Thereafter, she was diagnosed as suffering from pneumonia and was given intravenous fluids through a needle in her right arm. The parents alleged the needle blocked the blood supply, turning the forearm gangrenous, resulting in amputation.
While the parents had sought enhancement of compensation from the NCDRC, the opposite party contended they had not been negligent and the unfortunate complication occurred as the patient, who had pneumonia, had gone into septic shock.
The NCDRC rejected the hospital’s contention, saying “it appears they (doctors) have not followed the standards of medical practice”.

Redefining the language of health care


By Wayne Lowell

JUNE 10, 2013

Providing health care to the poor increasingly means providing health care to non-English speakers, and that’s a challenge that is about to get more challenging.
According to the US Census, more than 55 million people speak a language other than English at home. In Massachusetts, the number is 1.2 million. In the City of Boston, one in three residents speak another language.
At Cambridge-based Senior Whole Health, which provides health care to people who quality for both MassHealth and Medicaid and is known as a Senior Care Options plan, two out of three of our members do not speak English. The number of languages spoken by our membership is more than 30.
Navigating our complicated health care system is a challenge for anyone. For a non-English speaking person, the task is overwhelming – and can be deadly.
Non-fluency in English is associated with lower use of preventive services, higher utilization of expensive emergency room care, less ability to self-manage chronic diseases – and higher mortality, according to the Journal of the American Medical Association. In fact, according to JAMA, reading fluency is a more powerful variable than education for examining the association between socioeconomic status and health.
Navigating the system will get even more complicated next year when individuals and small businesses will be required to purchase health insurance under federal health reform. That will require them to compare and contrast various private health insurance policies through exchanges set up by the new law.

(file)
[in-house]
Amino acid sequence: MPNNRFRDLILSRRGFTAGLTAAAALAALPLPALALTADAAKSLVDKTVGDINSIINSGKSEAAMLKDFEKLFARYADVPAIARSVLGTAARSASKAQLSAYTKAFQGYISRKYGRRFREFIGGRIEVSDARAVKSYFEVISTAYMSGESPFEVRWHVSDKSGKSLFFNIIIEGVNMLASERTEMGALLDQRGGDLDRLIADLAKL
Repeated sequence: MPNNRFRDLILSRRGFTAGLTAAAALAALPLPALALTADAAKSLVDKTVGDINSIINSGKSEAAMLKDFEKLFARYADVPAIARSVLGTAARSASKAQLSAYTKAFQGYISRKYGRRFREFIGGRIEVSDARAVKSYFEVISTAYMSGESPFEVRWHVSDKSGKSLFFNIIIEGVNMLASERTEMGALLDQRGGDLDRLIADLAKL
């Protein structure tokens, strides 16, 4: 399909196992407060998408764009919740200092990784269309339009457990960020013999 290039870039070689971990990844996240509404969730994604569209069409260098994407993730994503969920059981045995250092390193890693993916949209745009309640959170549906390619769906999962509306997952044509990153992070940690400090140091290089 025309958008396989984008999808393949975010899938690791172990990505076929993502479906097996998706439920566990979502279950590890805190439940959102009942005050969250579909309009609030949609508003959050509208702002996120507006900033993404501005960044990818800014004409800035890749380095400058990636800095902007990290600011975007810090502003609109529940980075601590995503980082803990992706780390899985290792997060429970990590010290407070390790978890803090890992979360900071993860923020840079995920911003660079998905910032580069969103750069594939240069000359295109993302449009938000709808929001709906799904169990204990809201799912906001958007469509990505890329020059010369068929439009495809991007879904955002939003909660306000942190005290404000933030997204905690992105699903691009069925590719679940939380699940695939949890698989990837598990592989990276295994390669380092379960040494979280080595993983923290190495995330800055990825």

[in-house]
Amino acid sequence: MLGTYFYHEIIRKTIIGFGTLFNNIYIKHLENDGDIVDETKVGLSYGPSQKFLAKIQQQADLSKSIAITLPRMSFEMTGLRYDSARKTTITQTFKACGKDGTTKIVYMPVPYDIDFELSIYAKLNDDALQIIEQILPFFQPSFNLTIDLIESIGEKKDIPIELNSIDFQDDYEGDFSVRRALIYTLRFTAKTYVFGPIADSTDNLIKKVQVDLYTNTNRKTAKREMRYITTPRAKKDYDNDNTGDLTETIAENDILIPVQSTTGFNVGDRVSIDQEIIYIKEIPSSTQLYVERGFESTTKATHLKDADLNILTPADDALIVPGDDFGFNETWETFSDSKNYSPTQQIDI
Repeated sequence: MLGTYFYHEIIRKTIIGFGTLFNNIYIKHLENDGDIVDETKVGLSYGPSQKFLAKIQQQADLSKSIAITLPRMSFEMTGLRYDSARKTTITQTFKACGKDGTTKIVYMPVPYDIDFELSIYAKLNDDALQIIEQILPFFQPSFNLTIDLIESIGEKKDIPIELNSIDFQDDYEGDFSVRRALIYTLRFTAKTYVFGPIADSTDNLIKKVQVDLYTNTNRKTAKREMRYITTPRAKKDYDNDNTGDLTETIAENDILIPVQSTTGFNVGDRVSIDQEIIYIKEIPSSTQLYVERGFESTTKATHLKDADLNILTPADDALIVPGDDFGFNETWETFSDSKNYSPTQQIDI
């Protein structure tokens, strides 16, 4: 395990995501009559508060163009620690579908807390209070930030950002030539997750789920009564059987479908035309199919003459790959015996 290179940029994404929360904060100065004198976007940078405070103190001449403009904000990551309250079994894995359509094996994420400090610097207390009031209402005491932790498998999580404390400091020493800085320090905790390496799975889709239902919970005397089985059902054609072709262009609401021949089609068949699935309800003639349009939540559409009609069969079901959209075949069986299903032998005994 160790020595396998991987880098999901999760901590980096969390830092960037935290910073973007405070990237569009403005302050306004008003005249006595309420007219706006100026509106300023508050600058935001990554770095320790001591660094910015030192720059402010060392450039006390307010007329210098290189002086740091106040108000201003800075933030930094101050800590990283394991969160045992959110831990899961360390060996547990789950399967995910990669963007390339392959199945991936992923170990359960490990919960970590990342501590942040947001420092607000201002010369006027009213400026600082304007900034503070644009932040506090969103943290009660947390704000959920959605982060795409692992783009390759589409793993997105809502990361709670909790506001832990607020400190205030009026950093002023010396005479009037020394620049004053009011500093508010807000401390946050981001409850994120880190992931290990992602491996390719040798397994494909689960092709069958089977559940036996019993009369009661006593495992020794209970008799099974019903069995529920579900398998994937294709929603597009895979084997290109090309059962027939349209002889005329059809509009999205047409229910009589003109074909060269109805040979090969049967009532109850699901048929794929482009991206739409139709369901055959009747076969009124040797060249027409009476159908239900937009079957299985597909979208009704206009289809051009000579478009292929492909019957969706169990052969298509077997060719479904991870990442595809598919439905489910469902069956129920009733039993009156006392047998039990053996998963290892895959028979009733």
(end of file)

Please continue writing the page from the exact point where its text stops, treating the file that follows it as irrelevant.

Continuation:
Meanwhle, immigration reform could add another seven million people, many of them not fluent in English, to Obamacare.
But there is a path to success. We have already helped over 10,000 people successfully navigate the health care system. Our model provides all-inclusive care directed by a case manager who provides one-stop shopping for the patient and his or her family in their native language. We emphasize preventive care and provide non-medical services, such as bilingual exercise classes, that support a healthy lifestyle.
Not only is this model keeping people healthier, but it’s saving taxpayer dollars by keeping poor seniors out of nursing homes longer and reducing hospital admissions by 25 percent, according to a study conducted for MassHealth.
Providing health care to the poor will require a new mindset about how to deliver — and define — health care.
Wayne Lowell is president and CEO of Senior Whole Health.

Medicare Advantage 2013 Spotlight: Enrollment Market Update

This data spotlight provides an overview of Medicare Advantage enrollment patterns in March 2013 and examines variations by plan type, state, and firm. It also analyzes trends in premiums paid by beneficiaries enrolled in Medicare Advantage plans, including variations by plan type, and describes the out-of-pocket limits and prescription drug coverage in the Part D “donut hole” provided by the plans in 2013.
This analysis finds that 14.4 million Medicare beneficiaries are enrolled in private Medicare Advantage plans in 2013, up nearly 10 percent from 2012. Since 2010, enrollment in Medicare Advantage plans has grown by 30 percent in spite of concerns that the payment changes enacted in the 2010 Affordable Care Act would lead to significant reductions in enrollment. While about 28 percent of Medicare beneficiaries nationally are now enrolled in Medicare Advantage plans, the share varies greatly by state — ranging from 49 percent in Minnesota to less than 1 percent and 3 percent in Alaska and Wyoming, respectively. Medicare Advantage enrollment continues to be concentrated among a small number of organizations. Beneficiaries in Medicare Advantage Prescription Drug plans (MA-PDs) pay about the same premium ($35 per month) in 2013, on average, as plan enrollees in 2012, with somewhat lower premiums in health maintenance organizations (HMOs) and higher premiums in other plan types. While the vast majority of beneficiaries (98%) have access to a MA-PD with no premium, slightly more than half (55%) of beneficiaries are enrolled in a zero-premium plan in 2013, varying by plan type and locale. All Medicare Advantage plans have a limit on out-of-pocket spending, and nearly half of all Medicare Advantage enrollees are in a plan with a limit at or below $3,400 per year.
The analysis is authored by researchers at Mathematica Policy Research Inc. and the Kaiser Family Foundation.